Sen. Richard C. Shelby, the expected next chairman of the Appropriations Committee, will slide into the role with much of the grunt work already done.
With a slimmed-down legislative agenda, no major policy initiatives on the horizon and spending levels for fiscal 2019 already agreed to, the timing is good to focus on the elusive goal of clearing the 12 yearly appropriations bills.
The Alabama Republican is also expected to take control of the subcommittee that oversees funding for the Pentagon, a coveted spot that has a heightened profile given the substantial increase in military funding available over the next two years.
In most ways, it’s a win-win for the 83-year-old senator. But despite the smooth landing, the pressure on Shelby will be immediate.
From the get-go
The Appropriations panel will have just six months to wrap up work on the spending measures before the start of fiscal 2019. The same problems that have in particular stymied floor consideration on appropriations in the past remain. And while current Chairman Thad Cochran’s exit next month could spur fresh motivation for a return to the regular process, a full-throated endorsement from leadership will still be necessary.
Watch: A Look Back at Sen. Thad Cochran’s Congressional Career
“It’s not just who’s the chairman or the ranking [member] of the Appropriations Committee, it’s the leadership,” Shelby said. “If we [want to] get bills on the floor earlier, we’re going to have to have the leadership, both sides, move in a bipartisan way.”
A spokesman for Senate Majority Leader Mitch McConnell, when asked by email whether floor time would be given to spending bills this year, said “the leader would very much like a regular appropriations process.”
Members of the Appropriations panel, such as Sen. Shelley Moore Capito, believe the shake-up at the top will be a “breath of fresh air.”
“We’re all working on our bills right now, so there is going to be a certain amount of freshness in turning the page,” said the West Virginia Republican, who chairs the panel’s Financial Services and General Government Subcommittee. “We’re planning on starting quick.”
Other senators were less optimistic that a new chairman would have any effect on the appropriations process.
“It’ll never happen. It doesn’t have anything to do with our chairman,” Georgia Republican David Perdue said of passing the 12 spending measures under so-called regular order, or the rules and customs that allow for an orderly and deliberative policymaking process. “We pass the bills in committee pretty regularly. It’s getting them to the floor. So that doesn’t have anything to do with the chairman.”
Perdue is among the 16 members of a new committee tasked with streamlining the budget process. That panel is expected to start meeting this week, with instructions to recommend fixes by Nov. 30.
Window of opportunity?
The last time Congress passed each individual appropriations bill before the fiscal year’s end was 1994. And 2005 was the last time Congress passed each individual bill, albeit not in time for the start of the fiscal year.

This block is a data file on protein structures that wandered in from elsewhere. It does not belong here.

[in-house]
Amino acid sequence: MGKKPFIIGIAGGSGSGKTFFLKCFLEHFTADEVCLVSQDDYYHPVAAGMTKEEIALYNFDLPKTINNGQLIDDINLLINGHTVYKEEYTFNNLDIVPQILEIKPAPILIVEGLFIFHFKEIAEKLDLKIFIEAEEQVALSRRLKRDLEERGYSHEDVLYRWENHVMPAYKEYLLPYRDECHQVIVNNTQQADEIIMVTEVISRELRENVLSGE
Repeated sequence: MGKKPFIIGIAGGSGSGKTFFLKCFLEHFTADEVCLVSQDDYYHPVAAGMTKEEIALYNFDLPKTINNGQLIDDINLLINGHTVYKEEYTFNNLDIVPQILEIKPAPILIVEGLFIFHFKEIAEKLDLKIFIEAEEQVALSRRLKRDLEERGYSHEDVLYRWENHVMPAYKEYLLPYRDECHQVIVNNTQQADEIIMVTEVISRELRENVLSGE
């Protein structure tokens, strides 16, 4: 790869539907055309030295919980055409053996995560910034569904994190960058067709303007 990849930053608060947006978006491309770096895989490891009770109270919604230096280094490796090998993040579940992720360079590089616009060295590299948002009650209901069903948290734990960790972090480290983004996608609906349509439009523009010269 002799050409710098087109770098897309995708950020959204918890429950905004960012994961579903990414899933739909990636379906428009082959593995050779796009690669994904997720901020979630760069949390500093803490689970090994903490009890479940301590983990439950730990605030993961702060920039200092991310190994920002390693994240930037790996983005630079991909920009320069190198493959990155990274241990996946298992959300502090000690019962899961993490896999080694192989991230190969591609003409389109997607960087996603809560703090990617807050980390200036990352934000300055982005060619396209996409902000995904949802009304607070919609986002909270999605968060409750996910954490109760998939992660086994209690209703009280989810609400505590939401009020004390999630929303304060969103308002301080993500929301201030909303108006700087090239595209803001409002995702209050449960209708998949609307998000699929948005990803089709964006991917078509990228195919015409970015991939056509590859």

Appropriations measures are often overshadowed by other legislative initiatives. Last year, the GOP attempts to overhaul the health insurance system and the federal tax code crowded out the Republican-controlled Congress when it came to advancing appropriations bills.
To his credit, Cochran — who announced Monday he would retire after work was done on the fiscal 2018 omnibus spending bill — was successful in both 2015 and 2016 in getting most of the spending measures through the Appropriations panel. But various obstacles prevented many from either reaching the floor or passing.
Whether this year is any different remains to be seen, but the environment may be ideal.
This year’s legislative landscape appears barren, and expectations are low that the chamber will accomplish much in the run-up to the midterm elections. The appropriations bills offer an alternative for leadership to fill floor time with something other than nominations.
Take 2016, when Senate Majority Leader Mitch McConnell — who, among other things, was loath to give President Barack Obama any additional victories in the last year of his term — announced that the chamber would attempt to move all 12 of the individual spending bills. That effort ultimately failed, but it ate up floor time in a year without many other legislative initiatives, and allowed Republicans to tout the return to regular order under a GOP-controlled Congress.
But that might be easier said than done.
“I wish a new chairman would change that dynamic. I think it’s learned bad behavior and it’s not the chairman’s behavior; it’s people who try to prevent us from taking individual appropriations bills across the floor,” Senate Majority Whip John Cornyn of Texas said. “We need to do better, but it’s going to take some self-restraint on the part of members.”
Still, the opportunity is there for the chamber to at the very least clear a few of the less controversial measures. And the desire is there, at least among some, to take on the challenge of passing all 12 spending bills.
“We’re turning a page here, let’s try to move in that direction,” Capito said.